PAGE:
Stories

RLL 55: Rainy Days and Recliners--The Importance of Perspective

Real Life Leading #55

Rainy Days and Recliners: The Importance of Perspective

THANKS to my best friend David for recommending this book to me!

THANKS to my best friend David for recommending this book to me!

This past week saw a couple of brutally rainy days where my family lives in north Alabama: flash flood warnings, soaked yards, dangerous driving conditions, etc. These were the kinds of days that make a person want to remain in pajama pants and just read or sleep all day. Unfortunately, we were unable to do that, especially since the end-of-semester exams are rapidly approaching. It would have been easy to be depressed or irritable about the weather and the work to be done, but fortunately I had a couple of great reminders this week about the importance of my perspective.

You see, this week I read two amazing books by Andy Andrews, called The Noticer and The Noticer Returns. In both of those books, the main character has an uncanny ability to help people gain what he calls ‘proper perspective.’ Inevitably, Jones (the main character) helps various people to realize that things are different than they had originally thought by helping people change their perspective. When that happens, they also see a change in their attitudes and eventually their choices. And that is the key today: how we think about and how we view our situation will greatly shape our future.

A kid, a book, a pup, and a recliner. This is a serious high-point of life in my world!

A kid, a book, a pup, and a recliner. This is a serious high-point of life in my world!

For example, if you’re reading this right now, there’s a great chance you’re reading it indoors: in a home, a school, or a business somewhere. This building has electricity, heat, and (obviously) internet access. These things that we take for granted are not as universally available as we often tend to think, and when we remember that, it helps us regain proper perspective as well.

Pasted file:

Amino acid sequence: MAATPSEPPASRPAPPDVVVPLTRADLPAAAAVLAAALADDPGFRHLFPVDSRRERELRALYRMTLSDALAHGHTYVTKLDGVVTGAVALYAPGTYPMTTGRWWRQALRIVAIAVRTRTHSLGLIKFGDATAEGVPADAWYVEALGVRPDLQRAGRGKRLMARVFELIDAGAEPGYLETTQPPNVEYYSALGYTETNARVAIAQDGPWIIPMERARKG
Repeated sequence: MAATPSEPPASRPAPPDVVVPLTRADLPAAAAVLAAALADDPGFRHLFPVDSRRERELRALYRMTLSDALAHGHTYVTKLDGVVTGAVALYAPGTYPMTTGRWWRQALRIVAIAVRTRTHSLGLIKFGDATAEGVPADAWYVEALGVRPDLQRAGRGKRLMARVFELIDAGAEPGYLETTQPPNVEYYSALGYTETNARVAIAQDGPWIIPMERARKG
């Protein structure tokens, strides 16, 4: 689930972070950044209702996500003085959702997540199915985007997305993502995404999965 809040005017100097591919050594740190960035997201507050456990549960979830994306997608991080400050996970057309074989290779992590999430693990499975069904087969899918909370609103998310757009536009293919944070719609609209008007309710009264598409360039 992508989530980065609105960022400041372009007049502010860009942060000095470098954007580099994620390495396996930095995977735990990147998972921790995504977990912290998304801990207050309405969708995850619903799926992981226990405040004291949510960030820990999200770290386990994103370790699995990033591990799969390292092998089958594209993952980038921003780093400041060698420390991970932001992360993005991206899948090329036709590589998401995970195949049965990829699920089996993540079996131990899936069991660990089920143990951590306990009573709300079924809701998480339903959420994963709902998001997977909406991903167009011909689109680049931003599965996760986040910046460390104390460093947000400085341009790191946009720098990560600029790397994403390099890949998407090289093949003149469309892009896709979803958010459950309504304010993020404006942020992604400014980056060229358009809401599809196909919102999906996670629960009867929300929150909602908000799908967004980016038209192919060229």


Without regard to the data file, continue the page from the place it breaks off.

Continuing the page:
By way of another example, let me share this: on my off days, I enjoy reading books in a recliner that my siblings and I gave our dad as a gift not long before he passed away. Since then, it has been in my home as a place of comfort and ease and memories. Often, to what used to cause me great annoyance, I would come into the den only to find that my recliner had been usurped by either one of my daughters or one of my dogs. One day, however, I was struck by the thought—and I can’t believe it took me so long to realize this—that Dad would have been happy for his recliner to be used not just by me but also by others that he loved. He would have preferred it, really, since that meant that more people were enjoying his chair. And ever since then it’s become my habit to say a quick prayer of thanks whenever my recliner is occupied, because it means I’m also surrounded by loved ones, even if they’re in my seat.

These books contain incredible truth and power. Give them a read!

These books contain incredible truth and power. Give them a read!

The same goes for each time I see my wife or one of my daughters wearing some of my clothes, especially soccer gear: t-shirts, pullovers, hoodies, etc. I like my clothes and I like to wear them, but it makes me smile to see my wife and kids borrow them and enjoy them too. So instead of being irritated at not being able to wear a specific shirt on a certain day, I can be glad that I have loved ones around who want to borrow them.